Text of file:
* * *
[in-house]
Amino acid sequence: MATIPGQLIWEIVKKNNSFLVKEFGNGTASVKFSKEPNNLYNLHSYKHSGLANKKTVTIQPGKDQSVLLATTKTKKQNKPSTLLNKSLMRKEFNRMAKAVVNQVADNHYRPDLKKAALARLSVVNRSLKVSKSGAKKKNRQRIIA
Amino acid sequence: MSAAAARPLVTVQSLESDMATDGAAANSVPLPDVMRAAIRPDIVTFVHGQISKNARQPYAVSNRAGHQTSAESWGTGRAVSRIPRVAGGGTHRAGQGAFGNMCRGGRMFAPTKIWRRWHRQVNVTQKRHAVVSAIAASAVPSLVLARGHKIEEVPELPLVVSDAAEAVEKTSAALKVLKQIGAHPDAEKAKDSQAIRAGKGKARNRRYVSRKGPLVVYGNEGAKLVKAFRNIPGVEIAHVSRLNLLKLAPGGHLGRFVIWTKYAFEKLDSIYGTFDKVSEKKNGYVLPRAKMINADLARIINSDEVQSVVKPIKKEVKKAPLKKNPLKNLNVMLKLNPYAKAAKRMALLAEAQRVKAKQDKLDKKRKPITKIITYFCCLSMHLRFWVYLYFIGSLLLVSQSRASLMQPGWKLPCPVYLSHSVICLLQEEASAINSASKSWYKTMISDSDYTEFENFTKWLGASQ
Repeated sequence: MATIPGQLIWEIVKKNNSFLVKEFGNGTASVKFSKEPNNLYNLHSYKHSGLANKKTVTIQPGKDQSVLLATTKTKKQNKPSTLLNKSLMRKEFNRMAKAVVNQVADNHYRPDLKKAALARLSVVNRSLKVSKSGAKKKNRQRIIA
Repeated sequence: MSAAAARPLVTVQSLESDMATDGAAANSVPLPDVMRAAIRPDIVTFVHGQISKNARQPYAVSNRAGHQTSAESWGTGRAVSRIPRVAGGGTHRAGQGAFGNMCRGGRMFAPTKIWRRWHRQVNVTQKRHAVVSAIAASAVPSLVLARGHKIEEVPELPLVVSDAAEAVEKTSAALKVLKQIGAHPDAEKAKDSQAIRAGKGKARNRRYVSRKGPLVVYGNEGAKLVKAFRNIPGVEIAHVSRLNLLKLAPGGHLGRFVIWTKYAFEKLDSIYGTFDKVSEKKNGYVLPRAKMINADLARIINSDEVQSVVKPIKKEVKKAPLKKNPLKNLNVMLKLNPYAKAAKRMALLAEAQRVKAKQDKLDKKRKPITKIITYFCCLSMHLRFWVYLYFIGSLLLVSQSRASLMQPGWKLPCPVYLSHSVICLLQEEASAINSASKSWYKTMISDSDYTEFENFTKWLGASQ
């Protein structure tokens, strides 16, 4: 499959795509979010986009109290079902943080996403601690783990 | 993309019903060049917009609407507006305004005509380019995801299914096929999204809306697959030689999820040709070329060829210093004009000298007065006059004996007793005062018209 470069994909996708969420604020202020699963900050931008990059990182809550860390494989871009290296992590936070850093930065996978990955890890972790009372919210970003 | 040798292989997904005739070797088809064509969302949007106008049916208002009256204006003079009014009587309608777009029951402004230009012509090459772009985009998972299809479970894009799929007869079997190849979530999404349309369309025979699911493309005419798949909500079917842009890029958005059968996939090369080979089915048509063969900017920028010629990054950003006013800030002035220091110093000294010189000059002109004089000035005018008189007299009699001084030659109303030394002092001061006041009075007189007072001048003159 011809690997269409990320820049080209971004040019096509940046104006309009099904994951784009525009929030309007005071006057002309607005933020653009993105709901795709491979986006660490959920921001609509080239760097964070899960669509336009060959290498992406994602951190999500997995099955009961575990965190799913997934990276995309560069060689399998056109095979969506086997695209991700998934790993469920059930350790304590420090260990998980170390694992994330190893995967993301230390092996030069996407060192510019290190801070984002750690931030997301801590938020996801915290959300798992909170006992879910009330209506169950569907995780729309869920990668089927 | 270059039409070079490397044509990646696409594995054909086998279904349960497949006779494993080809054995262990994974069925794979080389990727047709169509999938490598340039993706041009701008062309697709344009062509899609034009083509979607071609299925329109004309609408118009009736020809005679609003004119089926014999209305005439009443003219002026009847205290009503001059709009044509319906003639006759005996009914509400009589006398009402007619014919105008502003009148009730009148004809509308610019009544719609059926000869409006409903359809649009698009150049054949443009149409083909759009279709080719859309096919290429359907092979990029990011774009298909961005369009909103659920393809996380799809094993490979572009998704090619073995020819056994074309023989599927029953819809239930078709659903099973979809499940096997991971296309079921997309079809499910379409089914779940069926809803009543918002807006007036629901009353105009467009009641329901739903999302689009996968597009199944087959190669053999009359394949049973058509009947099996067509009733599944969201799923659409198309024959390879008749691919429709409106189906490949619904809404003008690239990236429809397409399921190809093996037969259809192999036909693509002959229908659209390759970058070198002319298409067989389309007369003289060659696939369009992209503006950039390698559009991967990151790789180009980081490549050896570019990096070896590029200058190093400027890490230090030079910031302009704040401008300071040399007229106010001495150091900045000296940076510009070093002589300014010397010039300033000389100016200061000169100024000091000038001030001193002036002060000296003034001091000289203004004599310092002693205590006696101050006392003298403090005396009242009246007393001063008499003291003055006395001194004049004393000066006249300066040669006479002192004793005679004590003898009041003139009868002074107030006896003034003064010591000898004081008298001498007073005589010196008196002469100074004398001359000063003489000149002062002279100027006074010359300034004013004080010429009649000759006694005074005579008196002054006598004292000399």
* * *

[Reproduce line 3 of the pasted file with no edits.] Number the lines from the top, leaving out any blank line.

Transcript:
Amino acid sequence: MSAAAARPLVTVQSLESDMATDGAAANSVPLPDVMRAAIRPDIVTFVHGQISKNARQPYAVSNRAGHQTSAESWGTGRAVSRIPRVAGGGTHRAGQGAFGNMCRGGRMFAPTKIWRRWHRQVNVTQKRHAVVSAIAASAVPSLVLARGHKIEEVPELPLVVSDAAEAVEKTSAALKVLKQIGAHPDAEKAKDSQAIRAGKGKARNRRYVSRKGPLVVYGNEGAKLVKAFRNIPGVEIAHVSRLNLLKLAPGGHLGRFVIWTKYAFEKLDSIYGTFDKVSEKKNGYVLPRAKMINADLARIINSDEVQSVVKPIKKEVKKAPLKKNPLKNLNVMLKLNPYAKAAKRMALLAEAQRVKAKQDKLDKKRKPITKIITYFCCLSMHLRFWVYLYFIGSLLLVSQSRASLMQPGWKLPCPVYLSHSVICLLQEEASAINSASKSWYKTMISDSDYTEFENFTKWLGASQ